By Amy Sung
About Elizabeth Stephenson: Elizabeth Stephenson is Principal in McKinsey & Company’s Strategy Practice. She also co-founded and helps lead McKinsey’s Global Forces service-line, a center focused on emerging future trends. Before that, Elizabeth was the co-author of the #1 New York Times bestseller, Real Age: Are you as Young as You Can Be? She subsequently helped found online health publisher, RealAge.com
Most businesses are pretty pessimistic, worried about what’s going to happened next, where is the economy going, but many in the audience at today’s lunch keynote were fairly optimistic. So, too, is Elizabeth Stephenson, who spoke about the five crucibles of innovation that will shape the coming decade.
“You can predict general macroeconomic trends relatively well, and the one fact we can predict with accuracy, it’s actually overwhelmingly positive,” she said. “The next decade will see more people exit poverty than ever. Global real per capita income will be 40% higher than 2020 than in 200 emerging markets will see real per capita income double.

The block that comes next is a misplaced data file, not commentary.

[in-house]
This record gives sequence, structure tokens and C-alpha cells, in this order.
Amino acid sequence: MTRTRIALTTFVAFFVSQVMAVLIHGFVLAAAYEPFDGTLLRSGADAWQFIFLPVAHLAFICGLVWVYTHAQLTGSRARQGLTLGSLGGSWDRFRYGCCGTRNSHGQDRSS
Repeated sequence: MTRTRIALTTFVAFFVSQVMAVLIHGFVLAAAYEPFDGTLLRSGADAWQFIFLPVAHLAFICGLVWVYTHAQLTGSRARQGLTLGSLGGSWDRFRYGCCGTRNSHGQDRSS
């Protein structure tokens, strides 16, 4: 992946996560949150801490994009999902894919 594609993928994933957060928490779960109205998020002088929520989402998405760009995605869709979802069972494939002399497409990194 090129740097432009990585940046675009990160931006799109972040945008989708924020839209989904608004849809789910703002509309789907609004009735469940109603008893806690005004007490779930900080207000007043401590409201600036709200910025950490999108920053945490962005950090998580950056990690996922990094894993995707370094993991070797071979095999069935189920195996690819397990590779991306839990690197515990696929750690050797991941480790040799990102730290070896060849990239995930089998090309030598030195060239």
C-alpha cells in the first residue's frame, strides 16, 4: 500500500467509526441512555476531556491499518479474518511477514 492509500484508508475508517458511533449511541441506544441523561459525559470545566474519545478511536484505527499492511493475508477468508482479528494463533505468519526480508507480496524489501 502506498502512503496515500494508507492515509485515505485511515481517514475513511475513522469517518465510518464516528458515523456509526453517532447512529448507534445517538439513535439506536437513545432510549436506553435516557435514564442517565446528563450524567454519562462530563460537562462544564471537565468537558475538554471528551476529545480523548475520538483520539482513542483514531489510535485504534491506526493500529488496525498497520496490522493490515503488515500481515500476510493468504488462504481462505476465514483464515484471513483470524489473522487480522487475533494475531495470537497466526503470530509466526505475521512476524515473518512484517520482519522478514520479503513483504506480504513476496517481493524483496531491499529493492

“Innovation and imagination is going to be unleashed – there will be enormous amounts of change,” Stephenson adds, emphasizing how far we’ve come since 20 years ago, when the World Wide Web was an academic white paper, and how far we have yet to go to adapt to and improve the economy. “More than 50% of chief executives believe that in the next 10 years, their business model will undergo fundamental transformation; this decade really is the decade of innovation.”
Five crucibles of innovation will drive this change, Stephenson said, moving us from an economy by developed world markets and the rise of the emerging markets. These five crucibles are the great re-balancing, the productivity imperative, the market state, pricing the planet and the global grid.
“There are negative scenarios across all, but also a lot of hope,” she said. “Does the economy stand still, do we accept things to be as they always have been, or do we innovate?”
For details on Stephenson’s five crucibles of innovation, check out her Power Point presentation.
By Amy Sung